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Tony Snow Weighs in on Iraq; Does Left Run Democratic Party?; Author Discusses Terror Threat

Aired September 13, 2007 - 19:00:00   ET


GLENN BECK, HOST (voice-over): Tonight, President Bush makes a crucial speech on Iraq. Will he listen to the advice of his top commander, or will politics get in the way of victory yet again?

Plus, Hillary Clinton and the funny money man. Senator Clinton now says she won`t mind having that $870,000 after all. Why the loss of values is hurting the Democrats just as it hurts the Republicans.

And we`ll continue our weeklong series, "Exposed: The Perfect Day". We`ll bring you practical tips for keeping your kids safe in school.

All this and more tonight.


BECK: Well, hello, America. I`m so glad you`ve tuned in tonight.

It`s been a long week, hasn`t it? After days of hearings and countless questions, oh, now, we have to ask what President Bush and the rest have learned from our time with General David Petraeus. If you pay attention to history, I kind of think there are things we already knew.

So here`s the point tonight. War is not pretty. But the right thing to do and the easy thing to do are rarely the same thing. Here`s how I got there.

No matter what or the extreme left would have you believe, General Petraeus is a respected soldier and a man of honor. As the leader of the multi-national forces in Iraq, his analysis of the situation and his recommendations for the future are, sorry to say, gang, the best we have, period.

So here`s what he told us this week. We`re making progress and the surge is working. Not only have the eight of the last 12 weeks in Iraq seen a marked reduction in violence, but we`re beginning to kick al Qaeda`s ass. That is, unfortunately, for them, a humiliation. And humiliation is not something that sits well in the Middle East, unfortunately for us. Now is the time that we cannot afford to flinch.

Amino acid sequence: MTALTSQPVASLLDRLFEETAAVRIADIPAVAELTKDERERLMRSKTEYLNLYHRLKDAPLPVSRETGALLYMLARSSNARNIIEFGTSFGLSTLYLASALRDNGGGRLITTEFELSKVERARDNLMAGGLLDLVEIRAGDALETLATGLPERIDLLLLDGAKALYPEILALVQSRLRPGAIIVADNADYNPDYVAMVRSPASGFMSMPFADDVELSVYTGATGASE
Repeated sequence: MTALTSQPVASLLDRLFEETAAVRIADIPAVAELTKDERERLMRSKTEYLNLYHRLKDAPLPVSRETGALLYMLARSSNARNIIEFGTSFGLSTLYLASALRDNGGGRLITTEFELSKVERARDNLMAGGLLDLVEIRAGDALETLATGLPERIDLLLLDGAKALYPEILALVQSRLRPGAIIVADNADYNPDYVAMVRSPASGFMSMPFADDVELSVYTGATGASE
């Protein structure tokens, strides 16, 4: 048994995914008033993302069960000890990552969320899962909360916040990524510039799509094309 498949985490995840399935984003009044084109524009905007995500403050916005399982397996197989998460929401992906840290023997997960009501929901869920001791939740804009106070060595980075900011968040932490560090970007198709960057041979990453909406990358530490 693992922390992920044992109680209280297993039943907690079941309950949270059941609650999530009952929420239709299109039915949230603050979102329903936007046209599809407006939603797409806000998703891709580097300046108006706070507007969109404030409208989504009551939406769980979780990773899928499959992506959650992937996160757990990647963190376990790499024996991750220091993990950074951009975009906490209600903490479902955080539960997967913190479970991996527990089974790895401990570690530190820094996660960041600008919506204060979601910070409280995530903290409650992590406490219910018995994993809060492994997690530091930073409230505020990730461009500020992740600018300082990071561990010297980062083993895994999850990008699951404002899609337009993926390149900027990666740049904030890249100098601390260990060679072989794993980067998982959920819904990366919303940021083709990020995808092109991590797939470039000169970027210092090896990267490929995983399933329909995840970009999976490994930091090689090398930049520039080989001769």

Remember, insurgents and terrorists love it when we argue at each other and we`re tearing each other apart. They feed off of our indecision, and they see our bleeding hearts as our greatest weakness and their greatest weapon.

And then there are the costly lessons of Vietnam. I know this is a different war and a vastly different enemy. But the central issue really is the same. Once we go to war, we must commit to win.

Let`s leave war to the warriors and keep the politicians and the special interest groups out of it, please. Re-election is meaningless when the lives of American women -- men and women are at stake.

So, America, tonight, here`s what you need to know. When it comes to fighting and winning the war in Iraq, we need to stop listening to the guys in pinstripes and start listening to the men in uniform. Actually, when it comes to listening to people in pinstripes, I think I`d rather listen to a New York Yankee than a politician.

With everything he said this week, I feel the words that -- from General Petraeus, that he said earlier, these words say it all.


GEN. DAVID PETRAEUS, U.S. COMMANDER IN IRAQ: Noting that the situation in Iraq remains complex, difficult and sometimes downright frustrating. I also believe that it is possible for us to achieve our objectives in Iraq over time, though doing so will be neither quick nor easy.


BECK: President Bush and members of Congress, please, please listen to him.

One man who knows as well as anybody what`s at stake in the Middle East is White House press secretary Tony Snow. Sadly, tomorrow is his last day on the job. And Tony, you will sincerely be missed. You are really one of the good guys in Washington.

Looking at the benchmarks, 18 were set. Eleven are said to have failed completely, but most of them are dealing with the Iraqis providing their own kind of security. What kills me is why do people in Washington think that another government would be able to get things done and work together for the good of the country?